In Which I Disagree With Nate Silver

Over at, Nate Silver says Obama and the Democrats are failing with their push for health care reform. I don’t disagree with his argument that the messaging could have been better and more united, but we part ways when he says:

The one thing that might have sent things down a different course is if President Obama had tried to preempt the negotiations by taking a more hands-on approach and placing a particular bill before the Congress. I had thought this was a good idea, although the Beltway conventional wisdom would disagree, and there would certainly be risks to the White House in trying to loop the Congress out of the process.

I’m sure Nate knows this, but placing a bill with a lot of specifics in front of Congress was what killed the Clinton’s attempt to reform health care in the early 90’s. Yes, that plan was written without a lot of input from legislators and so they had no vested interest in what was delivered to them, but still.

Obama came at the problem from the other direction and while there isn’t a codified listing of what exactly Obama wants, we have a pretty good idea of what he’s willing to support:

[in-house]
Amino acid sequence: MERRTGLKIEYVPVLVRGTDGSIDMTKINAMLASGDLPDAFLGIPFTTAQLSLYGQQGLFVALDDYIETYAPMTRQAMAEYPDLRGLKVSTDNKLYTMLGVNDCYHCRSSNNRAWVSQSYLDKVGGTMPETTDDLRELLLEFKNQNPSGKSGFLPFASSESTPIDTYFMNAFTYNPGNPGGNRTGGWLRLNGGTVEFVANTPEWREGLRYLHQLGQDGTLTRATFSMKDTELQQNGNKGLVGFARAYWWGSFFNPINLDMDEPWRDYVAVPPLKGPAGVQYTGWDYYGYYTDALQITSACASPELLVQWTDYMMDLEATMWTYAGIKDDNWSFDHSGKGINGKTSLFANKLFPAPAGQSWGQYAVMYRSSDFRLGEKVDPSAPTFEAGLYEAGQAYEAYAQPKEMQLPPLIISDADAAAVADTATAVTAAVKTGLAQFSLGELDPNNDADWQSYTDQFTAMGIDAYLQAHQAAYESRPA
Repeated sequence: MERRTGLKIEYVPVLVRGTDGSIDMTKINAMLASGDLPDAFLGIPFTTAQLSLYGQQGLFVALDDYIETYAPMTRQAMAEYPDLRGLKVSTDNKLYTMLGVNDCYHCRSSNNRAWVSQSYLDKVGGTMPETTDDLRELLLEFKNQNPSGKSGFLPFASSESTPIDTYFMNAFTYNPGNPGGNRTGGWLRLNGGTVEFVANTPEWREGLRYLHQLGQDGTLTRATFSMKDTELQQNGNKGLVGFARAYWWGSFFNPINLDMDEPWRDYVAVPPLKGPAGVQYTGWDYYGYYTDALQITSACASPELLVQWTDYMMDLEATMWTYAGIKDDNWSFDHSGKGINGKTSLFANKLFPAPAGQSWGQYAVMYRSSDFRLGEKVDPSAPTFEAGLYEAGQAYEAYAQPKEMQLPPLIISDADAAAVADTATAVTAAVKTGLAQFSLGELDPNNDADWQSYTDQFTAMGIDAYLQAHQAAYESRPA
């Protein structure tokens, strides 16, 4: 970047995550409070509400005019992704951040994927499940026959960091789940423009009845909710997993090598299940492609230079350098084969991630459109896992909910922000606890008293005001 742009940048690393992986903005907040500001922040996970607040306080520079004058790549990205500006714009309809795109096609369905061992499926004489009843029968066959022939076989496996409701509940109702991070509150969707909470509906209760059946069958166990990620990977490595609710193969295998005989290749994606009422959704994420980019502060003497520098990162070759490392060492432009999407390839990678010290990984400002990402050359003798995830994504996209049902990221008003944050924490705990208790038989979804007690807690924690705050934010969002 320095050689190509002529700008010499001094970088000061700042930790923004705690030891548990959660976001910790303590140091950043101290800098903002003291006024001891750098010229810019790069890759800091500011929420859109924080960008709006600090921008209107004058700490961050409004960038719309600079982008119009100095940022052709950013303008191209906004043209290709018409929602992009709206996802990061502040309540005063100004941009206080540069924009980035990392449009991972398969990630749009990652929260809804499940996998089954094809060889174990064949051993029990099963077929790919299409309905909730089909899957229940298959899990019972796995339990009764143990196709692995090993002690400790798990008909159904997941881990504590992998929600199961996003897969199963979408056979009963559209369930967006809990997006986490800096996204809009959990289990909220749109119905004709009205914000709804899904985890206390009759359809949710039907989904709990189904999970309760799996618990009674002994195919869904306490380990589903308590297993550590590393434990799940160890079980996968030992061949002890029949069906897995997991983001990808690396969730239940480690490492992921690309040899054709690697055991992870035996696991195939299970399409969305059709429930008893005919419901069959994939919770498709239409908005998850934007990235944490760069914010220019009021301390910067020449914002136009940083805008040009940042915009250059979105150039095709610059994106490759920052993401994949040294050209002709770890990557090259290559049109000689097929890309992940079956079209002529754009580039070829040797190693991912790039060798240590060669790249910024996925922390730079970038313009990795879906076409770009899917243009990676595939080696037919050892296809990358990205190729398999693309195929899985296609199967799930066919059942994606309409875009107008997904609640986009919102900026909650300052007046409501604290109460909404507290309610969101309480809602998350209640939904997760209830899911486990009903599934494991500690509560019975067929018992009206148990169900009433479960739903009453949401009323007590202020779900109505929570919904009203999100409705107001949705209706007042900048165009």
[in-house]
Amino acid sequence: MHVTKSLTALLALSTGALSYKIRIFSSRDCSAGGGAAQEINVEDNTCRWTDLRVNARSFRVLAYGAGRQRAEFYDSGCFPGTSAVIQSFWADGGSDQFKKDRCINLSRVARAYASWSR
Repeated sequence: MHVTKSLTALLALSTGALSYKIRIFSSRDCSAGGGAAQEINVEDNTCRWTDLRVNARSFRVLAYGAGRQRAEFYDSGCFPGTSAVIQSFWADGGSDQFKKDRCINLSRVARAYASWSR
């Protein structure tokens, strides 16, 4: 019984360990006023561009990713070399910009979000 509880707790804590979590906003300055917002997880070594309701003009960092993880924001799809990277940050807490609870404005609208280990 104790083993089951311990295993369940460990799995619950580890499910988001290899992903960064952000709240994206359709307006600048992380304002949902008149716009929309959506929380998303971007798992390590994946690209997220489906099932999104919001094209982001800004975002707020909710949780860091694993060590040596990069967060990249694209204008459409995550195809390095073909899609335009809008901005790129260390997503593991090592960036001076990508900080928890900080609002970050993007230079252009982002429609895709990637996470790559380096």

• A public option (or, as an alternative, some sort of national co-op)
  • A health care exchange
  • Independent oversight of Medicare expenses (MedPAC)

Is that somewhat vague? Sure, but it’s not nothing and so Obama basically he decided to set down the guidelines and let Congress figure out how to get there (which, is actually what’s supposed to happen). We know that discussions on all of these things are ongoing, so people who freak out about the most recent version of a bill coming out of Max Bacaus’ committee need to chill for a second. There are multiple, competing bill floating around in both the House and Senate that will need to be reconciled, plus there’s about to be a month of intense lobbying, both for (and against) the reform packages.

The point is, there are several acts left in this play. We’re merely heading into intermission


~ by uvasig on July 30, 2009.

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